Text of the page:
There are animals that use fat as long term energy storage, but they are all hibernating animals. Bears, for instance. Most mammals do not, and human beings certainly don't. If you give most animals an abundance of their natural foods, they do not get fat. They get horny. They reproduce a lot. But their body weight stays constant. It you want to fatten animals, as any rancher knows, you have to stuff them artificially with something that will throw their homeostatic processes out of whack. You don't fatten a cow by letting it graze endlessly. A cow allowed all the grass it likes stays obstinately at its goal weight. You fatten it by filling it up with sugars and injecting it with hormones.

The other myth that goes along with this, is that prehistoric human beings used to live in scarcity, on the brink of starvation all the time. Certainly some of them starved some of the time, but it was not the ordinary lot of your ordinary prehistoric human being. It was not until human beings developed agriculture that starvation became a way of life: a good harvest meant plenty, and a bad harvest meant starvation. Before agriculture, food supplies were, by and large, fairly steady and reliable: people were no more likely to be starving in their native habitat than modern chimps are likely to be starving in theirs. It happens, but it's not a way of life. We didn't evolve obesity as a way of coping with food shortages. (Which is good, because it isn't particularly helpful in that.)

We process millions of calories in the course of a year. If we were off by just a percentage point or two we would not be fifty or a hundred pounds overweight. We would be overweight by thousands of pounds. Or underweight by a hundred: that is, dead. This is not a process that is, or was meant to be, under conscious control. I know, I know, people who are normal weight think that they "eat sensibly." If I were normal weight, I'd believe that of myself too. But in fact they eat just like I do: they eat until they feel satisfied, and then they stop. Sometimes they want a treat but decide not to have it, just like I do. Sometimes they decide they want a treat and they have one, just like I do. This has nothing to do with our body weights.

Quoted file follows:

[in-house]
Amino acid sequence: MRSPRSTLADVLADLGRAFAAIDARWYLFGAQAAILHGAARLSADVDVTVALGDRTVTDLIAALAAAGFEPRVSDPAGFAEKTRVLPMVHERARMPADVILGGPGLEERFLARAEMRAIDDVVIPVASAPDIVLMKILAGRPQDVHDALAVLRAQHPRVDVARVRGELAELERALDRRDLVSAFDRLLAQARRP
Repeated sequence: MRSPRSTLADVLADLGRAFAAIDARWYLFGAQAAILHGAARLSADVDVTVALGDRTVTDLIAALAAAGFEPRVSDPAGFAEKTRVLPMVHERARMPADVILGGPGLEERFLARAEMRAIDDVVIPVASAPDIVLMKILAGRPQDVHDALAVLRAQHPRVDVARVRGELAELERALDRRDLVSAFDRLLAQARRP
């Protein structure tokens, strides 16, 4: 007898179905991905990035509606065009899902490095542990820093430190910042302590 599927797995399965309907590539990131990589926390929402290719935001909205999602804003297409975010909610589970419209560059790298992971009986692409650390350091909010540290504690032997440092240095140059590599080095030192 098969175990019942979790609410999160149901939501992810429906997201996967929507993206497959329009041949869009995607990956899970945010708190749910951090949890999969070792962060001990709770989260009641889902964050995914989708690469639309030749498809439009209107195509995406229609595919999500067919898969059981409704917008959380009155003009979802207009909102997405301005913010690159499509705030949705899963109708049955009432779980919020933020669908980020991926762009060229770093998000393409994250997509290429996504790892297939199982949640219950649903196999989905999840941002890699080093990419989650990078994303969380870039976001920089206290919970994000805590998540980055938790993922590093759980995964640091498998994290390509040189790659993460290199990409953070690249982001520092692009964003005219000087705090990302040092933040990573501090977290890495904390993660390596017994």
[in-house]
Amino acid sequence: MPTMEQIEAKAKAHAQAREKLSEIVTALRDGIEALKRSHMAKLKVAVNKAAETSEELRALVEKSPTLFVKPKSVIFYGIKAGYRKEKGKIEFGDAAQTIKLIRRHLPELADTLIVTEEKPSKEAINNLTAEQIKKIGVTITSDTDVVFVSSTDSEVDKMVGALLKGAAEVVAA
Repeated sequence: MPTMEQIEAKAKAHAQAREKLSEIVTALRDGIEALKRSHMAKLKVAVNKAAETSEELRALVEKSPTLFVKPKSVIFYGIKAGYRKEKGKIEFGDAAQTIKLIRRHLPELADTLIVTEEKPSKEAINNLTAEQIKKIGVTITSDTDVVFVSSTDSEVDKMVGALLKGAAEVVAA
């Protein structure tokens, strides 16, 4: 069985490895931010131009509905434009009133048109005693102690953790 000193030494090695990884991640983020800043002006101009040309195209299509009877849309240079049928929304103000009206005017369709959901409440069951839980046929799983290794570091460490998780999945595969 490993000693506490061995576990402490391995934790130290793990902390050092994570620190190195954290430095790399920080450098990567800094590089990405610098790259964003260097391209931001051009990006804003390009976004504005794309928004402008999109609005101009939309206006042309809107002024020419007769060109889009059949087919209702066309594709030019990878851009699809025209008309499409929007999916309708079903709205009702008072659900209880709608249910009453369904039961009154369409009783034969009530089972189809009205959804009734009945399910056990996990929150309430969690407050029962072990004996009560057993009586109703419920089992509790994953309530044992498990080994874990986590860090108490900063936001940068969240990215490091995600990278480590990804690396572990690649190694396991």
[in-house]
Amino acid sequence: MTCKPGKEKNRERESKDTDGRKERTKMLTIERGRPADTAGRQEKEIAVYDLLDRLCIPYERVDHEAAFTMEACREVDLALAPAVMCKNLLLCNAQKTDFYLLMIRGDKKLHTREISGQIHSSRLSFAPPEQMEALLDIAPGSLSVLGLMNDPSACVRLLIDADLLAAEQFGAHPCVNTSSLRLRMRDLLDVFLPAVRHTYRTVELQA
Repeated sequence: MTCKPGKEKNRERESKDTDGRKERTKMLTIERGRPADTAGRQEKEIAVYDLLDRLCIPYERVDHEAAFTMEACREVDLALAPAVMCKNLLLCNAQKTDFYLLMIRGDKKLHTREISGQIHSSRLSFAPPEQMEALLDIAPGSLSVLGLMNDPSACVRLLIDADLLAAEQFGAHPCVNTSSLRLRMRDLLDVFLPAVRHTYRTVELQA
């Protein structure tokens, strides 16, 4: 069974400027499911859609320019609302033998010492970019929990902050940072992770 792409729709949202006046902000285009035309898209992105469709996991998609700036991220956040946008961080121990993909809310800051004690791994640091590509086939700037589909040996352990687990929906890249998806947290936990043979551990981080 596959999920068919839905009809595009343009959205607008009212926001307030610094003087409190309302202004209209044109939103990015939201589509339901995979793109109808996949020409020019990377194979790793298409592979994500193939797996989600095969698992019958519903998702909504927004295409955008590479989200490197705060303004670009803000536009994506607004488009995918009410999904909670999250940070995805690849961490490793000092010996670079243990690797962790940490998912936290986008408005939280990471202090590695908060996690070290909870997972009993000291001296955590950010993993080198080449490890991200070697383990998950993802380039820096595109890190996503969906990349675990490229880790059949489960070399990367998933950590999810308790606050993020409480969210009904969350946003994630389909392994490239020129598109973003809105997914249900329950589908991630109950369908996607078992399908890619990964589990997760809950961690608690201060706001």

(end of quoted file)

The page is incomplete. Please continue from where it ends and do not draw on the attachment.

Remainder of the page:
Evidence for this is what happens when you do try to put the cerebral cortex in control of this process. Everyone who's been on a diet knows what happens. You become increasingly irrational and obsessive about food. Eventually you enter a twilight zone of struggle that is completely unlike normal consciousness. And then, sooner or later, you eat whatever you were trying not to eat.

Now, this is not the whole story. There's binge eating to be considered too. But normal-weight people binge as well as fat people. There's no particular reason to think that the homeostatic processes shouldn't be able to deal with binges. The sodium-potassium one does fine: after you gorge on potato chips, you don't die: you just become terribly thirsty, and you take in a lot more water. The body could deal with a massive intake of ice cream by simply making us rather uninterested in food for a week or two.

No, something breaks or overrides the homeostatic feedback systems. That's why we're fat. It has nothing to do with "will power" -- that will o' the wisp of popular superstition. It has to do with blood chemistry and brain chemistry, and what happens when you introduce artificial substances into a body that wasn't designed to handle them.